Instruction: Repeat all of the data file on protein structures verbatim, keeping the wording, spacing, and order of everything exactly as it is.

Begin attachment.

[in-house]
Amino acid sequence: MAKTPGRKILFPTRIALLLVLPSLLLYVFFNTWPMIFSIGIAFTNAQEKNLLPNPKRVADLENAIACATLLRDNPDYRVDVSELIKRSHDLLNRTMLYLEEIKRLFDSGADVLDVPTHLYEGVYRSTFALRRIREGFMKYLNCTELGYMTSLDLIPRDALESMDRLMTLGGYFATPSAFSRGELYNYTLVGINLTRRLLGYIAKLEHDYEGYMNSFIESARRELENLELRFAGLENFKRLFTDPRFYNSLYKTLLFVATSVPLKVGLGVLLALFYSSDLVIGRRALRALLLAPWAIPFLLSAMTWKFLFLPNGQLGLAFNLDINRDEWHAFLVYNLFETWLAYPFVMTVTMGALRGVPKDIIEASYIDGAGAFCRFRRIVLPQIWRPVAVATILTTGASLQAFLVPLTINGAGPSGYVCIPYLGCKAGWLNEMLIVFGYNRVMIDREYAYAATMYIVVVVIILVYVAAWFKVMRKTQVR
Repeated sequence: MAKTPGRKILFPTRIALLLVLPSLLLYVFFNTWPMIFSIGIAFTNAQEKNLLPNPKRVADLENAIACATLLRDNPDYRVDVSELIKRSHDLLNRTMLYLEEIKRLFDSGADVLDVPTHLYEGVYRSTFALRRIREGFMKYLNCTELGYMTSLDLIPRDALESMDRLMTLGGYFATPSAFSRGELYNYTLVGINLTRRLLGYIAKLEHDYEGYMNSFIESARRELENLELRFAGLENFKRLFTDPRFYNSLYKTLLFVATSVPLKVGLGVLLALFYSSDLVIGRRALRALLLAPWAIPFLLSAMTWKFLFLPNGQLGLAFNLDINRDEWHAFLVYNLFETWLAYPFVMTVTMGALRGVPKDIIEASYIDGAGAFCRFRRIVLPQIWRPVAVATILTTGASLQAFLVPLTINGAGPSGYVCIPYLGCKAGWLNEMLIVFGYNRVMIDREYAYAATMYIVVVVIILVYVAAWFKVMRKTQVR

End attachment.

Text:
[in-house]
Amino acid sequence: MAKTPGRKILFPTRIALLLVLPSLLLYVFFNTWPMIFSIGIAFTNAQEKNLLPNPKRVADLENAIACATLLRDNPDYRVDVSELIKRSHDLLNRTMLYLEEIKRLFDSGADVLDVPTHLYEGVYRSTFALRRIREGFMKYLNCTELGYMTSLDLIPRDALESMDRLMTLGGYFATPSAFSRGELYNYTLVGINLTRRLLGYIAKLEHDYEGYMNSFIESARRELENLELRFAGLENFKRLFTDPRFYNSLYKTLLFVATSVPLKVGLGVLLALFYSSDLVIGRRALRALLLAPWAIPFLLSAMTWKFLFLPNGQLGLAFNLDINRDEWHAFLVYNLFETWLAYPFVMTVTMGALRGVPKDIIEASYIDGAGAFCRFRRIVLPQIWRPVAVATILTTGASLQAFLVPLTINGAGPSGYVCIPYLGCKAGWLNEMLIVFGYNRVMIDREYAYAATMYIVVVVIILVYVAAWFKVMRKTQVR
Repeated sequence: MAKTPGRKILFPTRIALLLVLPSLLLYVFFNTWPMIFSIGIAFTNAQEKNLLPNPKRVADLENAIACATLLRDNPDYRVDVSELIKRSHDLLNRTMLYLEEIKRLFDSGADVLDVPTHLYEGVYRSTFALRRIREGFMKYLNCTELGYMTSLDLIPRDALESMDRLMTLGGYFATPSAFSRGELYNYTLVGINLTRRLLGYIAKLEHDYEGYMNSFIESARRELENLELRFAGLENFKRLFTDPRFYNSLYKTLLFVATSVPLKVGLGVLLALFYSSDLVIGRRALRALLLAPWAIPFLLSAMTWKFLFLPNGQLGLAFNLDINRDEWHAFLVYNLFETWLAYPFVMTVTMGALRGVPKDIIEASYIDGAGAFCRFRRIVLPQIWRPVAVATILTTGASLQAFLVPLTINGAGPSGYVCIPYLGCKAGWLNEMLIVFGYNRVMIDREYAYAATMYIVVVVIILVYVAAWFKVMRKTQVR